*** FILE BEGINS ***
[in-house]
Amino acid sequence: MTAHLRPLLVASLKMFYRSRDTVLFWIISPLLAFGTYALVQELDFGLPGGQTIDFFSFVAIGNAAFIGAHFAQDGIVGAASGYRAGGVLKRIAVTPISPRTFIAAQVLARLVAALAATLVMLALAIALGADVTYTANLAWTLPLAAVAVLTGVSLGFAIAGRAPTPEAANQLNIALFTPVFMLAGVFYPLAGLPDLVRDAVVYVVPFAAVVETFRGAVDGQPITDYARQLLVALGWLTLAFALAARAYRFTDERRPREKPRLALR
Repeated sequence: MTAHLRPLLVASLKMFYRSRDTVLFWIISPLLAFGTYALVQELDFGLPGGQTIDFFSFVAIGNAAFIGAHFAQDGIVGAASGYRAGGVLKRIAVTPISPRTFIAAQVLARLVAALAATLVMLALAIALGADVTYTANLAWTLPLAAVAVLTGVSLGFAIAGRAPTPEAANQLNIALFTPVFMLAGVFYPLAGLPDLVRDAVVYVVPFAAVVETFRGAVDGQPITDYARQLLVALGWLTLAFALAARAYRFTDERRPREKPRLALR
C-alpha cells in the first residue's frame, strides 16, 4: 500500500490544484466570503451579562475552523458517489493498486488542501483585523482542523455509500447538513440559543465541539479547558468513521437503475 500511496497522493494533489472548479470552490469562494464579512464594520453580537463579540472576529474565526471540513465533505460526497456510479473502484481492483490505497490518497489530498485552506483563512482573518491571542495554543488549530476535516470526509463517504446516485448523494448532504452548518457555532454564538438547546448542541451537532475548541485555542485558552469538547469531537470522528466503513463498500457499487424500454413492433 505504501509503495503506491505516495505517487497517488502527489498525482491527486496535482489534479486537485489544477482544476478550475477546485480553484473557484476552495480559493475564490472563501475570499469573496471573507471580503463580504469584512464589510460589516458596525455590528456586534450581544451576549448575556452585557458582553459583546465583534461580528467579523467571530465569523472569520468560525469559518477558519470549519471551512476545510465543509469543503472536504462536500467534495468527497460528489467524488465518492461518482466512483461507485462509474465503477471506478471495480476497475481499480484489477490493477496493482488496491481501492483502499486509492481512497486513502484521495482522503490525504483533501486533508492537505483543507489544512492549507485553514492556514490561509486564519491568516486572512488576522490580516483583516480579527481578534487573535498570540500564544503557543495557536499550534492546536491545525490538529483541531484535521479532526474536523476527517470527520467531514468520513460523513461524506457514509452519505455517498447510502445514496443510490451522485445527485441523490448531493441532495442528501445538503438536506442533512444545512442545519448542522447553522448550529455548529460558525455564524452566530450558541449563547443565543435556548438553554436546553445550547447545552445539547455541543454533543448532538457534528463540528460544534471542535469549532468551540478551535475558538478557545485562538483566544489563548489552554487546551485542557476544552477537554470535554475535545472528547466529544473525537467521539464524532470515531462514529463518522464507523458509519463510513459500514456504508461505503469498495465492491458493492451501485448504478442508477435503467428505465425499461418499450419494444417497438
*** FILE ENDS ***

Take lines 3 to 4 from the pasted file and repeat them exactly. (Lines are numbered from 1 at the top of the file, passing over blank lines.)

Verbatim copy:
Repeated sequence: MTAHLRPLLVASLKMFYRSRDTVLFWIISPLLAFGTYALVQELDFGLPGGQTIDFFSFVAIGNAAFIGAHFAQDGIVGAASGYRAGGVLKRIAVTPISPRTFIAAQVLARLVAALAATLVMLALAIALGADVTYTANLAWTLPLAAVAVLTGVSLGFAIAGRAPTPEAANQLNIALFTPVFMLAGVFYPLAGLPDLVRDAVVYVVPFAAVVETFRGAVDGQPITDYARQLLVALGWLTLAFALAARAYRFTDERRPREKPRLALR
C-alpha cells in the first residue's frame, strides 16, 4: 500500500490544484466570503451579562475552523458517489493498486488542501483585523482542523455509500447538513440559543465541539479547558468513521437503475 500511496497522493494533489472548479470552490469562494464579512464594520453580537463579540472576529474565526471540513465533505460526497456510479473502484481492483490505497490518497489530498485552506483563512482573518491571542495554543488549530476535516470526509463517504446516485448523494448532504452548518457555532454564538438547546448542541451537532475548541485555542485558552469538547469531537470522528466503513463498500457499487424500454413492433 505504501509503495503506491505516495505517487497517488502527489498525482491527486496535482489534479486537485489544477482544476478550475477546485480553484473557484476552495480559493475564490472563501475570499469573496471573507471580503463580504469584512464589510460589516458596525455590528456586534450581544451576549448575556452585557458582553459583546465583534461580528467579523467571530465569523472569520468560525469559518477558519470549519471551512476545510465543509469543503472536504462536500467534495468527497460528489467524488465518492461518482466512483461507485462509474465503477471506478471495480476497475481499480484489477490493477496493482488496491481501492483502499486509492481512497486513502484521495482522503490525504483533501486533508492537505483543507489544512492549507485553514492556514490561509486564519491568516486572512488576522490580516483583516480579527481578534487573535498570540500564544503557543495557536499550534492546536491545525490538529483541531484535521479532526474536523476527517470527520467531514468520513460523513461524506457514509452519505455517498447510502445514496443510490451522485445527485441523490448531493441532495442528501445538503438536506442533512444545512442545519448542522447553522448550529455548529460558525455564524452566530450558541449563547443565543435556548438553554436546553445550547447545552445539547455541543454533543448532538457534528463540528460544534471542535469549532468551540478551535475558538478557545485562538483566544489563548489552554487546551485542557476544552477537554470535554475535545472528547466529544473525537467521539464524532470515531462514529463518522464507523458509519463510513459500514456504508461505503469498495465492491458493492451501485448504478442508477435503467428505465425499461418499450419494444417497438